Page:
10. Your accomplishments are what many people never achieve in a lifetime! People gain and lose pounds and muscle but to keep it off, improve your health and most importantly express your love of self is really the best thing you could do. The thing is, deep down, you always loved yourself to have done all this to begin with. Its like you finally cleared the air within so that you can have an open, honest and loving relationship with YOU. ha, make any sense or just babble? Sometimes our relationship with Self is not so different than relationships with others yet we don’t always care for ourselves the way we would a loved one. But you did, and that is awesome. xo

    • Makes perfect sense, Kerry, but let’s take a leap into the existential for a moment. 🙂

      If self love is present but is not acknowledged, does it really exist! If a tree falls in the forest and there’s no one to hear it, does it make a sound? 🙂

      I’m so grateful for whatever forces finally allowed me to push through the clutter, the excuse, the bullshit, quite frankly, to make this happen.

      And you’re absolutely right, there is little difference between the relationship we have with ourselves and the relationship we have with others. As I wrote in my lessons learned post, you can’t truly love someone else, fully, until you love yourself that way.

      Thanks, as always, for your support and your participation in the conversation.
      xoxo

      • Absolutely, you cannot love well if you don’t take care and love yourself first.
        However, there are so many feelings and traits present in our lives and within ourselves that we know exist but don’t give proper acknowledgement. It is the reason some people can’t look themselves in the mirror, the reason we make poor decisions or run from things, because we know something exists but refuse to acknowledge it. Those walls we build around ourselves can be the obstruction to that acknowledgement but once we make the choice to tear those walls down and face ourselves and others for what we have always known was there, is when life truly opens up. In my opinion, at least. 😉

  11. I, too, find this a very inspiring personal story, Nancy. To get off the blood pressure medication is really so wonderful. You’ve been very dedicated to achieving the goal of “sweating” as a means to finding your best self and to have come to the end of the year with such a success story, is truly wonderful. May it lead to only greater joys in the coming year. ox Debra

  12. Wow Nancy! Best. Post. Ever. Look at how much you achieved in one year just with exercise. Regular exercise. You need to be the poster girl for something girlfriend!!! I love that comment about happiness from your son. Brought tears to my eyes. And those matching jammies ROCK! You go girl. You have changed your LIFE. That must feel incredible.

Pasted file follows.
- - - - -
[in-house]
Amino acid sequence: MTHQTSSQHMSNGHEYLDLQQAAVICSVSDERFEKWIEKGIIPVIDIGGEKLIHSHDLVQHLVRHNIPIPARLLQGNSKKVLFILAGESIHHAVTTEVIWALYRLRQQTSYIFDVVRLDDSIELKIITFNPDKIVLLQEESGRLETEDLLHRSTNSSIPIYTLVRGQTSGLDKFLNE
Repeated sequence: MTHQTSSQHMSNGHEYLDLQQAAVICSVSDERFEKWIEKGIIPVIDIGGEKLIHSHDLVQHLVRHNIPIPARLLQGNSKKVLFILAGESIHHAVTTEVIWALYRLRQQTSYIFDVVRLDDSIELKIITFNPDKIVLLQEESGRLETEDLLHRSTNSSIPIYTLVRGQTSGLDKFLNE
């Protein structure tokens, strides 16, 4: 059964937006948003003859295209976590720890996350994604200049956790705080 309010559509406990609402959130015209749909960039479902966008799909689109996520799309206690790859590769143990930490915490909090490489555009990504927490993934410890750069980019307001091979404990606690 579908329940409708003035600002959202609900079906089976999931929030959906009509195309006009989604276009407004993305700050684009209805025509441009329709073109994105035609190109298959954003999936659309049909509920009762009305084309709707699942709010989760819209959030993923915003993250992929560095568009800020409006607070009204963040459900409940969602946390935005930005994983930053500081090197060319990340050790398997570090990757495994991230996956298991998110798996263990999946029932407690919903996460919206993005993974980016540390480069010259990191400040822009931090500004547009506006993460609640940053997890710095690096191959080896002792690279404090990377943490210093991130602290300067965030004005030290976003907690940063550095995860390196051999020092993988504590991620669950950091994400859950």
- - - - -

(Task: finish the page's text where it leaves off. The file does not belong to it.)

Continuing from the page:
PS I’ve started a second secret blog because I have a whole lot of stuff to write about that I don’t want people in my day to day world reading (like trying to have a 2nd baby with my ex for starters). I’ll still be posting at my other one too. You can check it out here if you are interested: thesecretlifeofemilymaine@wordpress.com X

  13. I LOVE the matching pajama pic– I wish wish wish I could get my family to do something like that. I love this recounting of the things you lost and found– and super CONGRATS on the blood pressure thing, that is so kick ass! Our bodies are amazing, what they can do.
    I can’t wait to see what else is coming for this year… wooo! I’m always in a good mood when I leave your blog. (no pressure, of course, if you ever feel grumpy 😉

    • My family had no choice in the matter. 🙂 I bought the PJs, packed them up to take to the annual Christmas Eve sleepover at the in-laws and then demanded they put them on before we dug into our presents. They know enough not to argue with me once I’ve set my mind on something. 🙂

      Thanks so much for the support and encouragement. I’m very proud of myself for having taken control of my health to get myself off the BP meds. Hugely so.

      Can’t wait to share my monthly goals with you guys. The first of which I just kicked off this morning. I’m guessing it’ll have me pretty grumpy within 24 hours. Perhaps less. So next blog post may be a tad snarky. 😉

  14. Well done, Jedi! I really enjoyed this post. Aside from reading about your successful weight loss, the other losses are equally important. The journey was one of physical and mental health. All the positives that you’ve gained, while eliminating the negative ones. The pictures help me put a face to the posts. I’m happy to have discovered your blog. 🙂

    Rob

  15. Loved this post, NT! Like your son, I’m glad you found your happy. 😀 And your silly. Silly is good.

    And I’ve always loved that Jane Austen quote ~ we want to feel GREAT about ourselves without worrying about whether anyone else thinks we’re great.

  16. Pingback: it’s actually worse than I thought it was | my year[s] of sweat!